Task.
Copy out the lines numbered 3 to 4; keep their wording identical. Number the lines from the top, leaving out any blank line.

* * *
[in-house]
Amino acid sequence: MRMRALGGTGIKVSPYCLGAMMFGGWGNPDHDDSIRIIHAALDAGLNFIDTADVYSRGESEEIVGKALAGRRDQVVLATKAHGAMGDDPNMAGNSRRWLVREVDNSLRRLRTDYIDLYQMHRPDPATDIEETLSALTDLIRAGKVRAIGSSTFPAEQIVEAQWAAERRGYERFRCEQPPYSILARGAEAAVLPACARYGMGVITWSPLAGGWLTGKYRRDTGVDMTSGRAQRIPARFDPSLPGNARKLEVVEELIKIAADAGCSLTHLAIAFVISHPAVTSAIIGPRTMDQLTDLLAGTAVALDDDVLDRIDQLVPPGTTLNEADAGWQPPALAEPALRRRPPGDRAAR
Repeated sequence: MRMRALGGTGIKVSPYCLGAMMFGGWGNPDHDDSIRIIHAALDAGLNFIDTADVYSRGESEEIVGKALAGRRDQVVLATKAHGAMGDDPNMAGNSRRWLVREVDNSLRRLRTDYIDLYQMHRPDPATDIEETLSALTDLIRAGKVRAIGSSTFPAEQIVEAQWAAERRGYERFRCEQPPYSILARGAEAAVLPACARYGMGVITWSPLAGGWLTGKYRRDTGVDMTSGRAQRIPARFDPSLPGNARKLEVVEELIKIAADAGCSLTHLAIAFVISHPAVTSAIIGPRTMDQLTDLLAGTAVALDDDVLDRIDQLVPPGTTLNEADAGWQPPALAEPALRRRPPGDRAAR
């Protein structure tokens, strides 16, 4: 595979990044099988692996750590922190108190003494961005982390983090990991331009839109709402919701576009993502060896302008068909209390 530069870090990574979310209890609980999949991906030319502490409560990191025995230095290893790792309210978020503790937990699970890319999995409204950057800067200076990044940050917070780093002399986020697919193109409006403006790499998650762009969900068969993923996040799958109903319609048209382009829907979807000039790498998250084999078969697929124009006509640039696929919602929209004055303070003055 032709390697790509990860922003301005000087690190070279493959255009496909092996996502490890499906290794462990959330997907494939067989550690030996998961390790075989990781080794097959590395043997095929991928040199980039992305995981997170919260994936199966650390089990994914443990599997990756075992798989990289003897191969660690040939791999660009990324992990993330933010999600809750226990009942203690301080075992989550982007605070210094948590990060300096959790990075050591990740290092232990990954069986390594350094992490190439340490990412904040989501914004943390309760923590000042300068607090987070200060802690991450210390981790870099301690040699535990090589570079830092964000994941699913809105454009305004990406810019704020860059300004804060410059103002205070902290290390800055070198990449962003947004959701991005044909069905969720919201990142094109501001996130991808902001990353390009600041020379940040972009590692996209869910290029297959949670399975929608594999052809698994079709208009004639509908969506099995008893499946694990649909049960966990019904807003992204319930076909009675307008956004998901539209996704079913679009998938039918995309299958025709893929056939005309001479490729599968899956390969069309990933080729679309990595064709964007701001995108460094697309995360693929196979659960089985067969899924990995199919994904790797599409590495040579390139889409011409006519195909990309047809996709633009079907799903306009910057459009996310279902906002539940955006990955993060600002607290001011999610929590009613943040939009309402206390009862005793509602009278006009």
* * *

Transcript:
Repeated sequence: MRMRALGGTGIKVSPYCLGAMMFGGWGNPDHDDSIRIIHAALDAGLNFIDTADVYSRGESEEIVGKALAGRRDQVVLATKAHGAMGDDPNMAGNSRRWLVREVDNSLRRLRTDYIDLYQMHRPDPATDIEETLSALTDLIRAGKVRAIGSSTFPAEQIVEAQWAAERRGYERFRCEQPPYSILARGAEAAVLPACARYGMGVITWSPLAGGWLTGKYRRDTGVDMTSGRAQRIPARFDPSLPGNARKLEVVEELIKIAADAGCSLTHLAIAFVISHPAVTSAIIGPRTMDQLTDLLAGTAVALDDDVLDRIDQLVPPGTTLNEADAGWQPPALAEPALRRRPPGDRAAR
């Protein structure tokens, strides 16, 4: 595979990044099988692996750590922190108190003494961005982390983090990991331009839109709402919701576009993502060896302008068909209390 530069870090990574979310209890609980999949991906030319502490409560990191025995230095290893790792309210978020503790937990699970890319999995409204950057800067200076990044940050917070780093002399986020697919193109409006403006790499998650762009969900068969993923996040799958109903319609048209382009829907979807000039790498998250084999078969697929124009006509640039696929919602929209004055303070003055 032709390697790509990860922003301005000087690190070279493959255009496909092996996502490890499906290794462990959330997907494939067989550690030996998961390790075989990781080794097959590395043997095929991928040199980039992305995981997170919260994936199966650390089990994914443990599997990756075992798989990289003897191969660690040939791999660009990324992990993330933010999600809750226990009942203690301080075992989550982007605070210094948590990060300096959790990075050591990740290092232990990954069986390594350094992490190439340490990412904040989501914004943390309760923590000042300068607090987070200060802690991450210390981790870099301690040699535990090589570079830092964000994941699913809105454009305004990406810019704020860059300004804060410059103002205070902290290390800055070198990449962003947004959701991005044909069905969720919201990142094109501001996130991808902001990353390009600041020379940040972009590692996209869910290029297959949670399975929608594999052809698994079709208009004639509908969506099995008893499946694990649909049960966990019904807003992204319930076909009675307008956004998901539209996704079913679009998938039918995309299958025709893929056939005309001479490729599968899956390969069309990933080729679309990595064709964007701001995108460094697309995360693929196979659960089985067969899924990995199919994904790797599409590495040579390139889409011409006519195909990309047809996709633009079907799903306009910057459009996310279902906002539940955006990955993060600002607290001011999610929590009613943040939009309402206390009862005793509602009278006009």